Never before have so many parties pursued the people of Northern Ireland looking for votes. The election, of course, is to fill the 108 seats of the new Northern assembly. Balloting takes place June 25. In all, 18 parties are seeking places in the new administration, which is being set up as part of the Good Friday-signed and May 22-approved Belfast Agreement. There are also 11 independents running.
It is a far cry from the old days of Northern Ireland politics, when Unionists had only the Nationalist Party, and the Northern Ireland Labor Party to contend with. Now, there are actually more Unionist parties – five of them – than there were parties of all shades of political opinion through much of Northern Ireland’s history. This in itself is one indication of the extent of the change that has overtaken politics in that troubled place. The old political molds have been broken for good. It is now possible, for example, to imagine a Nationalist voter actually choosing a Unionist Party candidate for his or her second-preference vote on the grounds that the UUP is pro-Agreement. Such a thing as cross-over voting between Unionists and Nationalists would have been unthinkable a few years ago, with or without proportional representation.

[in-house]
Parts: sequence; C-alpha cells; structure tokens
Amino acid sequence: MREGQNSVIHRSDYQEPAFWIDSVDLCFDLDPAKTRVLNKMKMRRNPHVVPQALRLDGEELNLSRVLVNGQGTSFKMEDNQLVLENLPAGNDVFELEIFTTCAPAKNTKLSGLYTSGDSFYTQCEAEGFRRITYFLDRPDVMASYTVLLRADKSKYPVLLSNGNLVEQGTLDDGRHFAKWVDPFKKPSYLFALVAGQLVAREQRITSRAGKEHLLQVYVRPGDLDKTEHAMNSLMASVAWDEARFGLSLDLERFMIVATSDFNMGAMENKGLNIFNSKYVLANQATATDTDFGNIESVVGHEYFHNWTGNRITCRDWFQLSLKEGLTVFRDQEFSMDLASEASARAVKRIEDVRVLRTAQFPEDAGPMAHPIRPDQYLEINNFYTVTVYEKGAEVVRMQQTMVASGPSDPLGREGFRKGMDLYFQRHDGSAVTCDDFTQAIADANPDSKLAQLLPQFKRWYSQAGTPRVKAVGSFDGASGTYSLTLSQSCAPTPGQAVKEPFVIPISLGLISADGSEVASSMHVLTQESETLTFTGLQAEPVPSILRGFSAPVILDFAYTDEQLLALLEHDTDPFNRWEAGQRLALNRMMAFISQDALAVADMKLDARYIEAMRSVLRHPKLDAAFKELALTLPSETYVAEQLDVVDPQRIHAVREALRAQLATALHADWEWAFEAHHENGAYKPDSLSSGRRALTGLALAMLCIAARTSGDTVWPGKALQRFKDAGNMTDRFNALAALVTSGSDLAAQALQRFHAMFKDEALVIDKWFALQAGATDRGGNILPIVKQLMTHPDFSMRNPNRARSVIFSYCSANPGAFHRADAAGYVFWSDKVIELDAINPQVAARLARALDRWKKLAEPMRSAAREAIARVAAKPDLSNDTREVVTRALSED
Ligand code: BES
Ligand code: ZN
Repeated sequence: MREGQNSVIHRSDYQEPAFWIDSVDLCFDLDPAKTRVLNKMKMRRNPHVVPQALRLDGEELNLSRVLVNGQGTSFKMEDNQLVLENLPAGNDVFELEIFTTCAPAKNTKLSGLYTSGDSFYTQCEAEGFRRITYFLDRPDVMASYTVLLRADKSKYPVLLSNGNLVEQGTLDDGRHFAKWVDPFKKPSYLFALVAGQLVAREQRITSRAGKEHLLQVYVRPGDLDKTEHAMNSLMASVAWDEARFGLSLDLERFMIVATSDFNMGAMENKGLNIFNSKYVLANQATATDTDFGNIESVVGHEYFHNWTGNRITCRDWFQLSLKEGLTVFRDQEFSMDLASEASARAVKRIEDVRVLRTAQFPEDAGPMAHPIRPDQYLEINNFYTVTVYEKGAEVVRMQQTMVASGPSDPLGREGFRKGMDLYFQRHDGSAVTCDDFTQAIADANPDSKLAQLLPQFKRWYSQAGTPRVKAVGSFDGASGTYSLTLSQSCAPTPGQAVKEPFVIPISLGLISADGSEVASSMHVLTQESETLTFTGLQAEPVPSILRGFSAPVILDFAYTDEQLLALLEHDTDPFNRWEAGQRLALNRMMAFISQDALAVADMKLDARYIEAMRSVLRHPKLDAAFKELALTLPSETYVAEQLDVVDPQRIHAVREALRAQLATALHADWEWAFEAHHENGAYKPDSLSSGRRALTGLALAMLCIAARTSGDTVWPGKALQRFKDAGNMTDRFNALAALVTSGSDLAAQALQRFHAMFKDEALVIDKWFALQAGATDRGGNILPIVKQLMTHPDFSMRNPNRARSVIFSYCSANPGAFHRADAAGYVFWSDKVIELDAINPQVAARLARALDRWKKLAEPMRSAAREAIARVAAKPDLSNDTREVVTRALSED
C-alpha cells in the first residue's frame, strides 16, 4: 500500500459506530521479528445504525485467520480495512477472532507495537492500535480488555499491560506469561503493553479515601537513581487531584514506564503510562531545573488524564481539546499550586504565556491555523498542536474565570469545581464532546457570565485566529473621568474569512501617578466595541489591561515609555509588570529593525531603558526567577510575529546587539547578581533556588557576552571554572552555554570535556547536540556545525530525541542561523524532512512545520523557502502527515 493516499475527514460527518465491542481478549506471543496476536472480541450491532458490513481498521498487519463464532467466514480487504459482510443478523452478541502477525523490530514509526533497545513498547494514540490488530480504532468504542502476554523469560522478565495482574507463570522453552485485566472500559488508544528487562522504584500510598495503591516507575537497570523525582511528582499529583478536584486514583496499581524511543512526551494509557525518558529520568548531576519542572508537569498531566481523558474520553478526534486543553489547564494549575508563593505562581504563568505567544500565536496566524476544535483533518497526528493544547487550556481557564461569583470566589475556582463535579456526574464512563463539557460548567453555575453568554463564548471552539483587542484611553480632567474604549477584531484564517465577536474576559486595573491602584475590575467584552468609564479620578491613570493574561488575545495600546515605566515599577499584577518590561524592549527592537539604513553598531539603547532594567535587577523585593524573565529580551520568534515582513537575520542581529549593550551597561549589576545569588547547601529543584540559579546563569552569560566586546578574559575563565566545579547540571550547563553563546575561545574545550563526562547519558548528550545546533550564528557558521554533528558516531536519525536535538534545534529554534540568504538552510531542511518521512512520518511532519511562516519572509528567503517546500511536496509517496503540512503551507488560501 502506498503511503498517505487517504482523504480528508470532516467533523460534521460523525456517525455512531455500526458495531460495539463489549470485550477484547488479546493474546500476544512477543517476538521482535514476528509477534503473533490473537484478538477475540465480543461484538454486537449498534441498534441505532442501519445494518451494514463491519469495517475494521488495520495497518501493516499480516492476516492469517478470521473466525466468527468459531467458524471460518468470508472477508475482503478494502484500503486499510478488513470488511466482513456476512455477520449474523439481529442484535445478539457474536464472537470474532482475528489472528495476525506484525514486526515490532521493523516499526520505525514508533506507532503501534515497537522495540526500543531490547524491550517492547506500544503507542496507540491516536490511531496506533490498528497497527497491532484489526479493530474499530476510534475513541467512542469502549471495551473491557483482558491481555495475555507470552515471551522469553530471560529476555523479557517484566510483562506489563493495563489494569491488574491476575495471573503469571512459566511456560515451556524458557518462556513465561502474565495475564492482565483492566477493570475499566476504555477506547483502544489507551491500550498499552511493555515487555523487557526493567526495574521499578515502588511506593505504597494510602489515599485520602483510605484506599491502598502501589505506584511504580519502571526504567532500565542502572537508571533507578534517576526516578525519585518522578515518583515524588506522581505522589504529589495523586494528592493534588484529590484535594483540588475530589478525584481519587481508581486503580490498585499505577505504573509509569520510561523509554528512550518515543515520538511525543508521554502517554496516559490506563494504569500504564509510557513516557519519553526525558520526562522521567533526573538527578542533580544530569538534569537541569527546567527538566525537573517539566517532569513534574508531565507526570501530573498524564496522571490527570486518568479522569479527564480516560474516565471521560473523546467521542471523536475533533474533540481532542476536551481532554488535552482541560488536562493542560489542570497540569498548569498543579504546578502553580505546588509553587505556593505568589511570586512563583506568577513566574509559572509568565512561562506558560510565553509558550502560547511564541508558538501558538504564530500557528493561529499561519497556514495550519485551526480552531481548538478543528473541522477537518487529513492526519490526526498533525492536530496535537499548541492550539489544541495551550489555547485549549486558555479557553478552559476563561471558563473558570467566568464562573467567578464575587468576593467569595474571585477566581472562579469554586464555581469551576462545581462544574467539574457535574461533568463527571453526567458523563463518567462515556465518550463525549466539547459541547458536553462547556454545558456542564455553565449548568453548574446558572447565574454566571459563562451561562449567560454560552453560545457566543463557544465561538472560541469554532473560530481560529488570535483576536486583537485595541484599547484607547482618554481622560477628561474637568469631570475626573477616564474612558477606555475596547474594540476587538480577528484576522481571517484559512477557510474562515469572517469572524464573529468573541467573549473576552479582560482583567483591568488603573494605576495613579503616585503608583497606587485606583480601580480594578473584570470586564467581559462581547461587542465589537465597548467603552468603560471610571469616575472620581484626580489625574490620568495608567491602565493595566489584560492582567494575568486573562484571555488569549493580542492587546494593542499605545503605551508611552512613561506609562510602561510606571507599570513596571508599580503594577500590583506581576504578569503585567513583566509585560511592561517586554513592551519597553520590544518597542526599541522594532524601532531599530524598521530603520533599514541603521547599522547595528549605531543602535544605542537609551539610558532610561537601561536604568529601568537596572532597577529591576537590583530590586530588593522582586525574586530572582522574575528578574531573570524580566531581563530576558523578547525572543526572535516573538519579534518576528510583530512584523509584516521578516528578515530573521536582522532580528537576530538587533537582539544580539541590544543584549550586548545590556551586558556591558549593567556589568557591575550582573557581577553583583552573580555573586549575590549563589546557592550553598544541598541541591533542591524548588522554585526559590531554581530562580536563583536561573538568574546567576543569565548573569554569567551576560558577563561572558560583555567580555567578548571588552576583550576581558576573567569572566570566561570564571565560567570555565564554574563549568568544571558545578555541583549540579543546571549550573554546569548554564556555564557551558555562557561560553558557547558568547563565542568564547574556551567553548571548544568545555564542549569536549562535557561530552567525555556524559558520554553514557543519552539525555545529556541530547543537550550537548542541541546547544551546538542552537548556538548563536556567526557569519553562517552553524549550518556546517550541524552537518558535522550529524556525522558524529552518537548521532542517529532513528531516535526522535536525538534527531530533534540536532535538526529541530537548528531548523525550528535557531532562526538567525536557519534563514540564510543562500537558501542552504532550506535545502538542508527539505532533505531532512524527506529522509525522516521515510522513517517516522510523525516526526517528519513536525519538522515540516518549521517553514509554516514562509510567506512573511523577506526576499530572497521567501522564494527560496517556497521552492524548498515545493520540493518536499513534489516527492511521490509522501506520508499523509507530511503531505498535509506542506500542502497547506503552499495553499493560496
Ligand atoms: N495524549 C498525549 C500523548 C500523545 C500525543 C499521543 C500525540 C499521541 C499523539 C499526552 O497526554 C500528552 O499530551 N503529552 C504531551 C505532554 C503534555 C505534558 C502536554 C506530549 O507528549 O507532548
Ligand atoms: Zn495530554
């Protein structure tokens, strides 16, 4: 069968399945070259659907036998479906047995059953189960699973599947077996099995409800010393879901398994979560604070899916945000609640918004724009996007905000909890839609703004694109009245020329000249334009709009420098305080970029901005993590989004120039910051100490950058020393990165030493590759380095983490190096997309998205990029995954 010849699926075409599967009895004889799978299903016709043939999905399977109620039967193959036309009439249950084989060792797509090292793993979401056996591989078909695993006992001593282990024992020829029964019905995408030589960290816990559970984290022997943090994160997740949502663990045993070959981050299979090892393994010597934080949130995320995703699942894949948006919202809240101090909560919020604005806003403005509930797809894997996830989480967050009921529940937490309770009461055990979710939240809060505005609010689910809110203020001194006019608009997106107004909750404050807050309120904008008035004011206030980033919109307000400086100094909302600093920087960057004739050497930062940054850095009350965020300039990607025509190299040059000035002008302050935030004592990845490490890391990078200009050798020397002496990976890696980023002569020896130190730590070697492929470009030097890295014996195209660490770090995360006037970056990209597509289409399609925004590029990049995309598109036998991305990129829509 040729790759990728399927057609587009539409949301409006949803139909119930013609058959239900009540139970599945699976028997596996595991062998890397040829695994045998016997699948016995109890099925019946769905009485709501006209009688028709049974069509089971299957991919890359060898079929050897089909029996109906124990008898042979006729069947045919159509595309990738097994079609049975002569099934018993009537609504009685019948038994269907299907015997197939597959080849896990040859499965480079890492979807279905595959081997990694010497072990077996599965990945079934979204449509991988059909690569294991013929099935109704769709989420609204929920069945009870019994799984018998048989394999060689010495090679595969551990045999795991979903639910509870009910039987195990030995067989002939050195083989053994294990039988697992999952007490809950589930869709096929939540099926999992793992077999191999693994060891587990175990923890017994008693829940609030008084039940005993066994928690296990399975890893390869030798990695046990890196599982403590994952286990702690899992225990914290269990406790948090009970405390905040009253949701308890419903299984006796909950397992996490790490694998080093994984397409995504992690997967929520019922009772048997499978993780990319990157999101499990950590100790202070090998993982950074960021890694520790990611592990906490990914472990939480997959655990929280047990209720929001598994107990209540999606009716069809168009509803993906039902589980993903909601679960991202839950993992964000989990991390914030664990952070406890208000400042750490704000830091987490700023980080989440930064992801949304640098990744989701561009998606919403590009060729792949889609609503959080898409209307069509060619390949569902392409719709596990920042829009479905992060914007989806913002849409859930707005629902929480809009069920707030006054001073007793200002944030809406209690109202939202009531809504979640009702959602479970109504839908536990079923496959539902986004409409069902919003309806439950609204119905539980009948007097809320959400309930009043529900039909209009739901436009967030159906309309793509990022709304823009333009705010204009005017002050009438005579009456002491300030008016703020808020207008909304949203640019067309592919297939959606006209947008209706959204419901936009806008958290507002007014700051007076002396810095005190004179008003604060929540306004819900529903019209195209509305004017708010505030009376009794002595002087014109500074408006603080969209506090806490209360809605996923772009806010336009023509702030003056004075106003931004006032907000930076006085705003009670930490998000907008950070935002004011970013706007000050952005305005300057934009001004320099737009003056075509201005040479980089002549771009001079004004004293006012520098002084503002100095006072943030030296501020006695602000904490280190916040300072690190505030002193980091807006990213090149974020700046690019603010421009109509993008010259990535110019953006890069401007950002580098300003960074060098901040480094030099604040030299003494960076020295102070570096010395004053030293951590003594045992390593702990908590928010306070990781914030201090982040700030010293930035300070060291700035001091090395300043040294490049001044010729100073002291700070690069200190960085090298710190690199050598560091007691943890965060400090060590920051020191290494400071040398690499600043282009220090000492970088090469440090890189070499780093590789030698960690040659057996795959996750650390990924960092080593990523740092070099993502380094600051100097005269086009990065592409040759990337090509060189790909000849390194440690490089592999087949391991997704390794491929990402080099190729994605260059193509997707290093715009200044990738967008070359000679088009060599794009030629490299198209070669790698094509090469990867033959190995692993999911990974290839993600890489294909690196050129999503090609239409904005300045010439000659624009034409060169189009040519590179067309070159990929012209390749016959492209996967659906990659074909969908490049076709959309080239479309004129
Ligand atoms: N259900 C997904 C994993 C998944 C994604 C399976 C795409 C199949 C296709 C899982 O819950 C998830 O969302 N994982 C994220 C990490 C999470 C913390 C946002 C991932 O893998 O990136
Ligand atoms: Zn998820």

Unfortunately, the new range of choices does not seem to be inspiring the electorate. Apathy reigns. It appears that the Northern Ireland electorate is simply suffering from a case of political exhaustion.
This should surprise no one. In two years, Northerners have been through five elections. Since June 1996, they have had the Forum elections, local elections, the British general election, the referendum on the Belfast Agreement, and now, the elections for the assembly. Even a population in love with politics is bound to grow weary of the endless canvassing, and the continuous stream of leaflets coming through the letter box.
Yet, the election coming up is possibly one of the most important in the history of the state. It will determine whether Belfast Agreement can be made to work. In that sense, the agreement represented more of an aspiration for a settlement than the practical reality of one. The June 25 vote will be about real, party politics. As such it should present a fascinating guide to the new political landscape that is currently being shaped.
There will be two main sets of contests. The first will be between those parties – the overwhelmingly majority – who are pro-agreement, and those who are opposed to it: Paisley’s Democratic Unionist Party and Bob McCartney’s United Kingdom Unionist Party.
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The other contest will be within the two communities, where the various shades of Unionism and Nationalism will be struggling for political dominance.
The first contest is the most crucial. The smaller the vote for the anti-agreement parties, the less confident they will be about adopting wrecking tactics. The bigger the vote for the pro-agreement lobby, then the more certain its backers will be about setting out on the new course, which was heralded on May 24 by the massive